BBC NEWS Americas Africa Europe Middle East South Asia Asia Pacific
BBCi NEWS   SPORT   WEATHER   WORLD SERVICE   A-Z INDEX     

BBC News World Edition
    You are in: Health  
News Front Page
Africa
Americas
Asia-Pacific
Europe
Middle East
South Asia
UK
Business
Entertainment
Science/Nature
Technology
Health
Medical notes
-------------
Talking Point
-------------
Country Profiles
In Depth
-------------
Programmes
-------------
BBC Sport
BBC Weather
SERVICES
-------------
EDITIONS
 Thursday, 16 January, 2003, 00:00 GMT
IVF offers human cloning warning
Embryo
Imprinting makes sure the embryo develops correctly
IVF babies are more likely to suffer from a rare gene disorder and scientists say the finding is another good reason not to make human clones.

Beckwith-Wiedemann syndrome is a condition which causes too much growth, kidney abnormalities and a raised chance of tumours.

The syndrome is the result of errors in a process called "imprinting", which happens when the DNA from mother and father are combined when the embryo is first conceived.

Every embryo is a combination of two sets of genes - one from its mother and one from its father.

It's not unreasonable to think that human cloning would put children at risk of this condition

Dr Wolf Reik, Babraham Institute
However, certain genes perform differently, and are more or less active, depending on whether they come from the father or the mother.

This imprinting is a key control which makes sure the foetus develops correctly while it is in the womb.

Scientists believe that fertility techniques such as IVF, and ICSI - in which a single sperm is injected into an egg - may be disrupting this imprinting process.

Although in the vast majority of cases the baby would be healthy, in some cases the problem would have an effect on their future health.

Higher risk

The researchers from the University of Birmingham and the Babraham Institute in Cambridge, both UK, looked at 149 babies diagnosed with the syndrome.

They found that six out of the 149 had been conceived via IVF or ICSI, or 4%.

The proportion of babies born using IVF in the UK is only 1%, meaning that IVF babies are more likely to fall prey to the disorder than those conceived naturally.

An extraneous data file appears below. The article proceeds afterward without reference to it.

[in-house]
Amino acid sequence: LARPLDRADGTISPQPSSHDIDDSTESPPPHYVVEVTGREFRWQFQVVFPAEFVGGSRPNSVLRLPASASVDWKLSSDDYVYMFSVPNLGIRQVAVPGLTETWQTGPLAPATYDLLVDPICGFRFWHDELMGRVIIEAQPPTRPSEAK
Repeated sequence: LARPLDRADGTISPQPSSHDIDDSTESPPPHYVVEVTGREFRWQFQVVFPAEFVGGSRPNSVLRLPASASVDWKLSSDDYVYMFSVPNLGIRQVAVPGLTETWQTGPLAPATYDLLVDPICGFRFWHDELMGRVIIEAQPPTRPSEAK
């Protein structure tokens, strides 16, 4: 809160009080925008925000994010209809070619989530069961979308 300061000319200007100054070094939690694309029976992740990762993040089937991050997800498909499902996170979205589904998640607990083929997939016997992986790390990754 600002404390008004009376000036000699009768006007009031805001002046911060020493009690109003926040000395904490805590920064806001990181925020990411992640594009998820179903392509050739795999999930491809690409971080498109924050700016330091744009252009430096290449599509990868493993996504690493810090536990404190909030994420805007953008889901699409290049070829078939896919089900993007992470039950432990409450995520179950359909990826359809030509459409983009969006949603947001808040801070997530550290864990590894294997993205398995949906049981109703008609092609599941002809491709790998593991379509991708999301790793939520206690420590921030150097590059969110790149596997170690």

Dr Wolf Reik, from the Babraham Institute, said: "The genes themselves are not necessarily any different but imprinting controls how active the gene is.

"If the imprinting goes wrong, control is lost, and this can result in unregulated growth.

"Imprinting is set when the sperm or egg is produced and we believe that IVF and ICSI interfere with the process just after fertilisation, increasing the risk that a child will develop Beckwith-Wiedemann syndrome."

Clone damage

However, he said that the result was bad news for supporters of human reproductive cloning.

There is significant evidence that cloning techniques also interfere with imprinting.

In animal experiments, many foetuses spontaneously miscarry at various stages of pregnancy, and scientists are still not sure why, although miscarriage is often a safety mechanism that halts a foetus which is not developing correctly.

Dr Reik said: "Evidence is emerging that imprinting is also faulty in cloned animals so it's not unreasonable to think that human cloning would put children at risk of this condition and others like it."

Sir Paul Nurse, the chief executive of Cancer Research UK, said: "Cancer Research UK is opposed to reproductive cloning and this research highlights just one of the severe problems that may result."

See also:

28 Dec 02 | Science/Nature
31 Mar 99 | Medical notes
Internet links:


The BBC is not responsible for the content of external internet sites

Links to more Health stories are at the foot of the page.


 E-mail this story to a friend

Links to more Health stories

© BBC ^^ Back to top

News Front Page | Africa | Americas | Asia-Pacific | Europe | Middle East |
South Asia | UK | Business | Entertainment | Science/Nature |
Technology | Health | Talking Point | Country Profiles | In Depth |
Programmes